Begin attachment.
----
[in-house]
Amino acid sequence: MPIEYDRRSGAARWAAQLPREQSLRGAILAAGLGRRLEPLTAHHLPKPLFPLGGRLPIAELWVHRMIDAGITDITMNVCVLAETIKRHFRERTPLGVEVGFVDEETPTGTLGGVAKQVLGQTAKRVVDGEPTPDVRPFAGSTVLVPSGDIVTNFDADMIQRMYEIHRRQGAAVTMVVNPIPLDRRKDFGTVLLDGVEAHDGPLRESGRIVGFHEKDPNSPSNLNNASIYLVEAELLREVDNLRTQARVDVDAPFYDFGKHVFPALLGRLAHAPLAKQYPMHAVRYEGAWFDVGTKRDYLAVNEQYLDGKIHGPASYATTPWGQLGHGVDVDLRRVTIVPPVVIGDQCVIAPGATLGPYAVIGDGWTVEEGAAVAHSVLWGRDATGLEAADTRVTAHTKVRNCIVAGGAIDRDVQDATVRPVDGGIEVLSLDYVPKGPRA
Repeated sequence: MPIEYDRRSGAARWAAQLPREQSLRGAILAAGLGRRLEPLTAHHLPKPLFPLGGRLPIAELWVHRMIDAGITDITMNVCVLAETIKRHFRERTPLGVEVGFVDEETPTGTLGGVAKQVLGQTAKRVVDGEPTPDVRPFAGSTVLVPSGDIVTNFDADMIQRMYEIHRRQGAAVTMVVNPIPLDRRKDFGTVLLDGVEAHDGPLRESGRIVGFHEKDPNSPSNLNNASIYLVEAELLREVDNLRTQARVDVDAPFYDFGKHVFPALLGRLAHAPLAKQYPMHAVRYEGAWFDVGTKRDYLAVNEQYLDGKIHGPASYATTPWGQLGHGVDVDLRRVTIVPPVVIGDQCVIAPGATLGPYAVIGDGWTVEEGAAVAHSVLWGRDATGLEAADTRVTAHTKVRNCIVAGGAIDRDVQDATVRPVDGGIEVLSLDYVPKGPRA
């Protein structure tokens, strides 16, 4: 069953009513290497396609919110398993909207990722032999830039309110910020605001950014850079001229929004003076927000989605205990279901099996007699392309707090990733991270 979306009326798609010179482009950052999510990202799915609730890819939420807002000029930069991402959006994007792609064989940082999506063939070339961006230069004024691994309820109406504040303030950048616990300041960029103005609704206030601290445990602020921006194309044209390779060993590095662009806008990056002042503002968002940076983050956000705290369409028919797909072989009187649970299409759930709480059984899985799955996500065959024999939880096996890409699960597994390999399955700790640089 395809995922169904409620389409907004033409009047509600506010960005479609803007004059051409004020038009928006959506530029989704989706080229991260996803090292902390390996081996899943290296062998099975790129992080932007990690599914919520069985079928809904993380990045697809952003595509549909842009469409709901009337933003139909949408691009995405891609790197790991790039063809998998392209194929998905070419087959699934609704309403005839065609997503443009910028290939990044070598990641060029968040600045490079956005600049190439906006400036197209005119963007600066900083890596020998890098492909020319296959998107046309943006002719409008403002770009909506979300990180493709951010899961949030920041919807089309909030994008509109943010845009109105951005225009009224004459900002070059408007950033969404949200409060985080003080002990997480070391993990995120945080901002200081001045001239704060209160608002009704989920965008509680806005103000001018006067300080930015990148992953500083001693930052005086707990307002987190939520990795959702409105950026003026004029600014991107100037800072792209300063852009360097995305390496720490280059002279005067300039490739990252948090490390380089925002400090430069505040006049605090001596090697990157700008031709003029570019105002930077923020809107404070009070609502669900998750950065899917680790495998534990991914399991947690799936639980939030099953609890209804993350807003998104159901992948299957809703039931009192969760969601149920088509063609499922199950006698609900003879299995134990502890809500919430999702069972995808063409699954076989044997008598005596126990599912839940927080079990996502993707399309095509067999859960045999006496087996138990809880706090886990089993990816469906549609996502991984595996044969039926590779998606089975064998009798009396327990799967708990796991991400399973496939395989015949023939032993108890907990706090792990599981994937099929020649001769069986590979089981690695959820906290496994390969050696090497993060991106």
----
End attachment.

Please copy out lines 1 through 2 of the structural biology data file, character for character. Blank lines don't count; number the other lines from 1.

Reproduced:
[in-house]
Amino acid sequence: MPIEYDRRSGAARWAAQLPREQSLRGAILAAGLGRRLEPLTAHHLPKPLFPLGGRLPIAELWVHRMIDAGITDITMNVCVLAETIKRHFRERTPLGVEVGFVDEETPTGTLGGVAKQVLGQTAKRVVDGEPTPDVRPFAGSTVLVPSGDIVTNFDADMIQRMYEIHRRQGAAVTMVVNPIPLDRRKDFGTVLLDGVEAHDGPLRESGRIVGFHEKDPNSPSNLNNASIYLVEAELLREVDNLRTQARVDVDAPFYDFGKHVFPALLGRLAHAPLAKQYPMHAVRYEGAWFDVGTKRDYLAVNEQYLDGKIHGPASYATTPWGQLGHGVDVDLRRVTIVPPVVIGDQCVIAPGATLGPYAVIGDGWTVEEGAAVAHSVLWGRDATGLEAADTRVTAHTKVRNCIVAGGAIDRDVQDATVRPVDGGIEVLSLDYVPKGPRA